Every trading method will have parameters for entries and exits. Some traders will decide to wait for confirmation and for
others, the fact that price is at a specific level is all the confirmation they need. This article looks at a great reversal pattern to use for confirming short trades.

I like to trade from higher time frame levels,mainly from the daily chart but I will always wait for confirmation before
considering an entry. Stops based solely on a daily level can be quite large and also price might not be ready to turn yet. Waiting for a reversal offers a safer approach to trading and helps to minimize losses and increase the reward to risk ratio on trades.

Considering the trend

To consider a short I want price to be at a level which I have objectively identified as supply on the daily chart. A level which I believe price will fall from based on a previous move from the same level.

When price hits a supply level the trend will usually be up. An up trend will often have higher highs along with higher lows and will sometimes have demand levels which would have formed during the up move. In an up trend you would expect demand levels to hold and supply levels to fail, so whilst there is still fresh demand, or higher lows,shorting could be dangerous.




Traditional Short Confirmation

Lower Highs and Lower Lows

A common method of classifying a downtrend is when lower highs and lower lows are observed. When this pattern is seen, a down trend is said to be well under way which confirms the intended direction. However, price will have often moved a significant distance from the turning point identified (supply), which can reduce the potential profit for the trade and increase the stop loss required.



Trend Line Break

The break of a trend line is another common signal used to confirm a change in market direction and an entry. Whilst this can
work, one must be careful where the break occurs. If price breaks an upward sloping trend line but drops right into demand, then that not a great place to short. Also if price fails to break the most recent low, the trend line break entry may not yield the best results.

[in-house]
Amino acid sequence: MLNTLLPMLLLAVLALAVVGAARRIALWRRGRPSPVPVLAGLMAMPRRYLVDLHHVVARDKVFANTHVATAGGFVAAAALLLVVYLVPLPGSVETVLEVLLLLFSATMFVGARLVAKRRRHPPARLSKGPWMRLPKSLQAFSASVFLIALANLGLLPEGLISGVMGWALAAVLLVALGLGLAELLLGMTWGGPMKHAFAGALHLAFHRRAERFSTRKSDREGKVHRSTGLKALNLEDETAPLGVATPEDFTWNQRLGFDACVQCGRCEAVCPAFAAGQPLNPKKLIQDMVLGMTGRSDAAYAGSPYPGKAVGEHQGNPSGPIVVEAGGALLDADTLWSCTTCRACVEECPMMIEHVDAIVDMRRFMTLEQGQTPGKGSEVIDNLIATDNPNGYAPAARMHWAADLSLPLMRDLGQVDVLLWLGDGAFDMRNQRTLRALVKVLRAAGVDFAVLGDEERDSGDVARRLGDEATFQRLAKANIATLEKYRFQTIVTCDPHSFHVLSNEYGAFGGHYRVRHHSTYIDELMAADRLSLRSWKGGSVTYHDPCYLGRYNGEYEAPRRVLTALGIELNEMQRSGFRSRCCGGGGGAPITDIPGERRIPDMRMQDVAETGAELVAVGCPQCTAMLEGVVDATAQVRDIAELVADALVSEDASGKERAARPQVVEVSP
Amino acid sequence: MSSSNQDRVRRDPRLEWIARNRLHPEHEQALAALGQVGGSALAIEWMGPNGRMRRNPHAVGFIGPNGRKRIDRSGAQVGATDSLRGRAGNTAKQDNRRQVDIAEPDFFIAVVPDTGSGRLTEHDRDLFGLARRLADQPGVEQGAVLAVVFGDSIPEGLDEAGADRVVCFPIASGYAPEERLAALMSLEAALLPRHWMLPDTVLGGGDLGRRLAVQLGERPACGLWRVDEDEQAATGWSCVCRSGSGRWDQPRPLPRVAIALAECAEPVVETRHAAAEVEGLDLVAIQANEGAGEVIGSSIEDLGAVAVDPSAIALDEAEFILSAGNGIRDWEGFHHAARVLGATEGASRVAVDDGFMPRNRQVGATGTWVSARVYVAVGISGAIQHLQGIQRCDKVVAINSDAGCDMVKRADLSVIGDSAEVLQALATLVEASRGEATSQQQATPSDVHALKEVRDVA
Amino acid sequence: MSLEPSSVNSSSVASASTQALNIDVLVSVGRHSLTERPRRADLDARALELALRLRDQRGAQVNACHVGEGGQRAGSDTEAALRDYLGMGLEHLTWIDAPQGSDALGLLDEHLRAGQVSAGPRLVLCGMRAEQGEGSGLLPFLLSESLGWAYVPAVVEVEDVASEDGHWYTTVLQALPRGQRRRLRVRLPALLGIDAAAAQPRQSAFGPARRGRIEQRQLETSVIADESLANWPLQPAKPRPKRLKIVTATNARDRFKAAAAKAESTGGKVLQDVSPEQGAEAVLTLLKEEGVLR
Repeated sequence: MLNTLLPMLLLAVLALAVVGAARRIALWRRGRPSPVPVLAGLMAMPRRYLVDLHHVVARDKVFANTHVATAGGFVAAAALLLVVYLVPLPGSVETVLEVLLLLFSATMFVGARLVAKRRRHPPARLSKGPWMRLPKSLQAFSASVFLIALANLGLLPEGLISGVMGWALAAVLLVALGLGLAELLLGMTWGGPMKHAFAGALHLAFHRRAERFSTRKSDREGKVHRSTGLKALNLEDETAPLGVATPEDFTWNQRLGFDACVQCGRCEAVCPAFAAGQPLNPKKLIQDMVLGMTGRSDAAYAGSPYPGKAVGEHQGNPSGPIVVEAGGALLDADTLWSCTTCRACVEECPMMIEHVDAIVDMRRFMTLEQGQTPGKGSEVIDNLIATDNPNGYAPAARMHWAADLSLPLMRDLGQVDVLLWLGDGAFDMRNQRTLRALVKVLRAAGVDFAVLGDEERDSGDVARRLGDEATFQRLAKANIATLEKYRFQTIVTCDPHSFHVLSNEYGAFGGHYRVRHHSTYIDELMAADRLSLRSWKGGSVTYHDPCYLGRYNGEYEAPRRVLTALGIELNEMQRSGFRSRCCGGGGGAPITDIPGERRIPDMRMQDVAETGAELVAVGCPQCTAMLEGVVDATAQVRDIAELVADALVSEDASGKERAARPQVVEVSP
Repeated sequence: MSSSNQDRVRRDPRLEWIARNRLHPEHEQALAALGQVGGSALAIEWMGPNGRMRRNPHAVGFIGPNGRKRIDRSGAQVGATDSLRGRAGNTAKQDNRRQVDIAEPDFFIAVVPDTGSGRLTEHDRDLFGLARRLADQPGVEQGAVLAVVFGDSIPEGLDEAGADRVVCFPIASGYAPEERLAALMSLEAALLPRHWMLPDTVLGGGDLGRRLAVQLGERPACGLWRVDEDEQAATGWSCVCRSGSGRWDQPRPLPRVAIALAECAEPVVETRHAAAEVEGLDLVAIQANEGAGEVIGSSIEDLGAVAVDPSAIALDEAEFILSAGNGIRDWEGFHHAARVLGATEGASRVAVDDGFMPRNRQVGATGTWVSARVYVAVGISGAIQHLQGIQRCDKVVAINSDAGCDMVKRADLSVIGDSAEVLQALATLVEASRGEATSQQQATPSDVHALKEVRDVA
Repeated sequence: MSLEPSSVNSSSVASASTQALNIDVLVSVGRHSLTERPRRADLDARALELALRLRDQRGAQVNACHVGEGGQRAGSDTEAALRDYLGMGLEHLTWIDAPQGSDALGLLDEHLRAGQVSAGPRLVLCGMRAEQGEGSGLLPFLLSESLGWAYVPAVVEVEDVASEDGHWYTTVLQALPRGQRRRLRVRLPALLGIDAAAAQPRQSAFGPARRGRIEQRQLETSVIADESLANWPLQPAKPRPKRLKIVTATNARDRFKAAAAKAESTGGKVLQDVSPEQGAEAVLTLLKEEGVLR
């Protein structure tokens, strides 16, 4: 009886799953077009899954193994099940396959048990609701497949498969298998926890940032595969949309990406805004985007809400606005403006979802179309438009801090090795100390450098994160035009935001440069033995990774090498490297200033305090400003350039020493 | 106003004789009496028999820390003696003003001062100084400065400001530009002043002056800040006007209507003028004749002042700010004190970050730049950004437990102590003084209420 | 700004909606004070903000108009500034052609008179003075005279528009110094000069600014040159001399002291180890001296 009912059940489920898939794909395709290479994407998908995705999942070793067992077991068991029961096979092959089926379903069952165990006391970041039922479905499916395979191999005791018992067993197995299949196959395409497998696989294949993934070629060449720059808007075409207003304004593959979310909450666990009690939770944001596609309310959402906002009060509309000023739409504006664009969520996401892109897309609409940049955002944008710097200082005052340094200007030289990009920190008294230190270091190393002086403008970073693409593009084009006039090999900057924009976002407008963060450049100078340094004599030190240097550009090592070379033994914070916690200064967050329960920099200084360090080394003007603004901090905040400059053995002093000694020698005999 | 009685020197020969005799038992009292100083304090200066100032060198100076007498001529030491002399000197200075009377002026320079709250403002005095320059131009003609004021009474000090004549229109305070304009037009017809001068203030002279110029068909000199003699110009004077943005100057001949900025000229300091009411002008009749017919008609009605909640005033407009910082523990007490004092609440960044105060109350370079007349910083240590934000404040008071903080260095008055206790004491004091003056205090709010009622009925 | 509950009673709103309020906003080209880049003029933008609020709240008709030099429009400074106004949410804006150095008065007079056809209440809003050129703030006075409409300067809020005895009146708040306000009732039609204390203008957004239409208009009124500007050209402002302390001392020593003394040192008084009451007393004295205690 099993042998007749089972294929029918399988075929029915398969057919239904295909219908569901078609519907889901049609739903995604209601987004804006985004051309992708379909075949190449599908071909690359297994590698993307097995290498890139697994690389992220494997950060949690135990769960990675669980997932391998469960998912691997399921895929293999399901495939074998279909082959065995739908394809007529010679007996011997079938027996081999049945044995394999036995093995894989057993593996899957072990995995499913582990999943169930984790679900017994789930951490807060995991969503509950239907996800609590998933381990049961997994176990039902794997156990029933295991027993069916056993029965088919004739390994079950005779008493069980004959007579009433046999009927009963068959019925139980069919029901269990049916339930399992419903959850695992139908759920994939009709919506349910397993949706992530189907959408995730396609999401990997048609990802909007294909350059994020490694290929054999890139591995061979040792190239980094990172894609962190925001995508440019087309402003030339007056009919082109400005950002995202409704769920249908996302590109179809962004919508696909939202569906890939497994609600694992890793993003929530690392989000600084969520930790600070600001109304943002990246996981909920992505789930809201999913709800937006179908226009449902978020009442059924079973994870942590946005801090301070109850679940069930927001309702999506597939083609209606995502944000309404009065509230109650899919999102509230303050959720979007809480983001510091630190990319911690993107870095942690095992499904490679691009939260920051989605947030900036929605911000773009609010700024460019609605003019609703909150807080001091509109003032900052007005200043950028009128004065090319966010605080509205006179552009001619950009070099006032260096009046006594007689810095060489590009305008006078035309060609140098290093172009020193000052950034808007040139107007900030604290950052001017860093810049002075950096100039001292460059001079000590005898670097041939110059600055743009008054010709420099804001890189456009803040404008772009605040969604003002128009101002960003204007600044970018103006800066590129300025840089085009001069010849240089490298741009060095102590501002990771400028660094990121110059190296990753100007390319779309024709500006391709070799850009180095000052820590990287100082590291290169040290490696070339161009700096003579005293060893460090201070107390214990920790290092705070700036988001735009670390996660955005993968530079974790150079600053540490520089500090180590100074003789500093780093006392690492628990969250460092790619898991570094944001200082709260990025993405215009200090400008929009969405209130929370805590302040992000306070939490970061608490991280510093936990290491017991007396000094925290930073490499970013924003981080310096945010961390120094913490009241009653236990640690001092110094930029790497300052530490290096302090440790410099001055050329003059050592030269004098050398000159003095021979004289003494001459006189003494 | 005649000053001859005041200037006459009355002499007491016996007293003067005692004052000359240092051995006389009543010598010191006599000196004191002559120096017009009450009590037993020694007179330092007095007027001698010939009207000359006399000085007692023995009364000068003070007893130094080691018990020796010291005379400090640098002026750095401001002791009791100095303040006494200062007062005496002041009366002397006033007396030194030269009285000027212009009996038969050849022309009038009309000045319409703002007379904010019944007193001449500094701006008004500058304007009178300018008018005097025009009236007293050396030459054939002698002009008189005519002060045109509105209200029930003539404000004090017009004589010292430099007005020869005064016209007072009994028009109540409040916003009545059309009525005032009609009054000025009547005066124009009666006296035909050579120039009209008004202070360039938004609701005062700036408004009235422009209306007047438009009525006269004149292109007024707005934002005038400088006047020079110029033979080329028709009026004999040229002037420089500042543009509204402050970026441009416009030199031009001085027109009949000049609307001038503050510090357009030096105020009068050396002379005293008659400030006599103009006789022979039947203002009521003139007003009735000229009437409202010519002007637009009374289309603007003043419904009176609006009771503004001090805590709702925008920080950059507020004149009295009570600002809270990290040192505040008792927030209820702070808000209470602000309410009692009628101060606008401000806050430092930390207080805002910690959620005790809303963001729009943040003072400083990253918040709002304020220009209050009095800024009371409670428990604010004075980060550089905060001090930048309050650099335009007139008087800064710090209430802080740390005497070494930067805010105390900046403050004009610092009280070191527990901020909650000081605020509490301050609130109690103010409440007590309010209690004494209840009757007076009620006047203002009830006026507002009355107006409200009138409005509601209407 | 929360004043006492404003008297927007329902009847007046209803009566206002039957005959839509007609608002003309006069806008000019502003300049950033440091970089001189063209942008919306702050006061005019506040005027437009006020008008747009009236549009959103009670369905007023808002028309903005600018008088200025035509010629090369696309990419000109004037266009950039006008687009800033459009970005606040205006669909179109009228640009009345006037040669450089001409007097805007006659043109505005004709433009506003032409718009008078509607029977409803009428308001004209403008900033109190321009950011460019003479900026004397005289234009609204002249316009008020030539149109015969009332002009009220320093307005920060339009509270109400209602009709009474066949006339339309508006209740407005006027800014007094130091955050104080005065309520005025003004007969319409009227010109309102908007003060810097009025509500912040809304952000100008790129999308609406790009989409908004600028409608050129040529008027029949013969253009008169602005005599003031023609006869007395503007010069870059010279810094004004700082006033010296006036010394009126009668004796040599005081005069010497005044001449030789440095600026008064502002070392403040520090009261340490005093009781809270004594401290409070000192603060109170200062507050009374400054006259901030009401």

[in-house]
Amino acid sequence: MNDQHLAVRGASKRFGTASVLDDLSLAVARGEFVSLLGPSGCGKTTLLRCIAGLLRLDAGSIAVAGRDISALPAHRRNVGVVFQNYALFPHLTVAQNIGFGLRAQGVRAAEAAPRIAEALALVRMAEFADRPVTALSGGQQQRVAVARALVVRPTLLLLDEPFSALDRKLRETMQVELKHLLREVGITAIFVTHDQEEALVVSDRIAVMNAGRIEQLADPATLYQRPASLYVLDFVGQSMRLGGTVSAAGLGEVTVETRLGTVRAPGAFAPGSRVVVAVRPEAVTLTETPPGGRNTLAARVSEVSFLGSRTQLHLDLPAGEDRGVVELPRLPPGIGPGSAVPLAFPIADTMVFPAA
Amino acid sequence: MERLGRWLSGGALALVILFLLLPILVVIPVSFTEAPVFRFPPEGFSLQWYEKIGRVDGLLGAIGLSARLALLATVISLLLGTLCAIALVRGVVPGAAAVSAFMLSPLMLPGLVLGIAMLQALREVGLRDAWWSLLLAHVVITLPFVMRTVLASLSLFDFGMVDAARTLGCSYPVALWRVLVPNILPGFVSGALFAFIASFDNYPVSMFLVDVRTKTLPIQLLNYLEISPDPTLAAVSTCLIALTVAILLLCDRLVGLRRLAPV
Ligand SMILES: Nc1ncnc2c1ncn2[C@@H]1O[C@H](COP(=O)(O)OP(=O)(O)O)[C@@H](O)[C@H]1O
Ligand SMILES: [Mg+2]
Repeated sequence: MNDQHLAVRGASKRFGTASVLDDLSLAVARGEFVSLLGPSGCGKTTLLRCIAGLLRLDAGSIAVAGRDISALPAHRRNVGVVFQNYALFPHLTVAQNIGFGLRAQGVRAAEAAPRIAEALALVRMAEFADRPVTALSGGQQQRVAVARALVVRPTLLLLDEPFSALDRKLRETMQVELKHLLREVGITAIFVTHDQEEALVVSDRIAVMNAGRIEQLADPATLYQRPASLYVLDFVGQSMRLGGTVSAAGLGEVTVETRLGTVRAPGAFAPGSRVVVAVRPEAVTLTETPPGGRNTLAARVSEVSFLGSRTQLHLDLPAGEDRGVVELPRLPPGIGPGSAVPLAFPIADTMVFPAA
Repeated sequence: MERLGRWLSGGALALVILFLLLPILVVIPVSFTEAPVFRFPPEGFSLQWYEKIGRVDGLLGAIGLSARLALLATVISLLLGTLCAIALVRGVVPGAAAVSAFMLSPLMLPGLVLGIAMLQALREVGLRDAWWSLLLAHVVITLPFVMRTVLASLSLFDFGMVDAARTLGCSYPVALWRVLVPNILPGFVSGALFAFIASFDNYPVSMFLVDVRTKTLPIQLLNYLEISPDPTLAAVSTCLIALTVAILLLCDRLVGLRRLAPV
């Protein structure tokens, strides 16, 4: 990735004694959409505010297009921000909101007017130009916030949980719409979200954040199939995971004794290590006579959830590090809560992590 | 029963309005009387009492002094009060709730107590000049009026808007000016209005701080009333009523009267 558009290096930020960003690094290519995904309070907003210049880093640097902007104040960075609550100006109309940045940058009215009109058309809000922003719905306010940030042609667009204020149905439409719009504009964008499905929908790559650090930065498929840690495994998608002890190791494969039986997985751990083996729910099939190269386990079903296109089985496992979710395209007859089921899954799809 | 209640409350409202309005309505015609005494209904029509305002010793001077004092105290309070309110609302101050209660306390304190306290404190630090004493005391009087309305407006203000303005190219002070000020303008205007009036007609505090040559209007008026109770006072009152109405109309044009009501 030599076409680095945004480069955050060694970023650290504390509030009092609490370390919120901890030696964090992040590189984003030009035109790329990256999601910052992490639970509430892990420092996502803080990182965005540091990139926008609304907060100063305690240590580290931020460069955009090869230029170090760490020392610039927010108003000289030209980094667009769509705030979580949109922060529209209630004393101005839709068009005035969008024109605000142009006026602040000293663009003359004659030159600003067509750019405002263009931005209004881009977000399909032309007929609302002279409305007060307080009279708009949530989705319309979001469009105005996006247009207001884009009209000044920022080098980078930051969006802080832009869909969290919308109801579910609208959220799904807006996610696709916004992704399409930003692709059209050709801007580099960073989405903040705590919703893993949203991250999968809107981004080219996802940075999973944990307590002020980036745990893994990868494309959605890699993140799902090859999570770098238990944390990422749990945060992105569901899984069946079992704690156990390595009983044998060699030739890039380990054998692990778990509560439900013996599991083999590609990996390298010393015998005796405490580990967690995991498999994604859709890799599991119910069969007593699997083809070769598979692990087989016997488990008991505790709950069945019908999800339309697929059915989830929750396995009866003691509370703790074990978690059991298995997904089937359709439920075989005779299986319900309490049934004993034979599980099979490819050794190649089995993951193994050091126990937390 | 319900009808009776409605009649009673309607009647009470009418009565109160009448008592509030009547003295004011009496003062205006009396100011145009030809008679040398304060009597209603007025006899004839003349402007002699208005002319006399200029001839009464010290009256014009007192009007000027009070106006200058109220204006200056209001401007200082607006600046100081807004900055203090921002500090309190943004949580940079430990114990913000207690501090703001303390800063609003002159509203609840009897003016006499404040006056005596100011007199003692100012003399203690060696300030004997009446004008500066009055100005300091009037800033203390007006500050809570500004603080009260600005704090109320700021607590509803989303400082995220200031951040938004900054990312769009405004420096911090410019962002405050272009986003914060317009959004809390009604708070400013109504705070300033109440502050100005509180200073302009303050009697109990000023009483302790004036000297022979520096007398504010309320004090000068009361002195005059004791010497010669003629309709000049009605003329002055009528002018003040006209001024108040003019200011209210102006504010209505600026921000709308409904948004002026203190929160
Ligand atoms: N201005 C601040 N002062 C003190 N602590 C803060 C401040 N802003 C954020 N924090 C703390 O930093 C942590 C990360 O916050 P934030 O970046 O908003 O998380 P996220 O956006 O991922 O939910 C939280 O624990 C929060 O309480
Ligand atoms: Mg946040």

The Short Reversal

This price pattern under consideration essentially has the following structure: High, Low, Higher High, Lower Low, Lower high. The emboldened lower low is a key part of this pattern and I’ll explain why.

As price is rising and making higher highs many assume the trend is still in tact and would expect price to move higher. When price makes a lower low during the identified uptrend, this is a sign that price is getting ready to turn. The higher high tricks buyers into longs before dropping price down past the prior low. If buyers were still in total control price should ideally have put in a higher low.

The key thing to look for is how price broke the prior low and if a demand level was also broken. If price breaks the prior low
in a strong fashion, then we have confidence that price will turn nicely. At this point I’ll look to find a supply level on the same time frame from which to short. With a strong down move there is going to be a big supply/demand imbalance somewhere and that is where I want to short from.

With the pattern formed it’s now clear that buyers are overwhelmed and we are safe to short. This pattern and entry type is safer
than some of the traditional methods mentioned above and it will also get you into a trade earlier.



The supply level within the reversal pattern has a large red candle leaving the level and price breaks the prior low without any
trouble at all. When price returns to the supply level we are good to short.

The image below shows how far price went after this pattern formed.



Like most patterns this can be seen all overthe charts. This price pattern works but it is only to be used near higher
timeframe turning points.

I hope you found this useful
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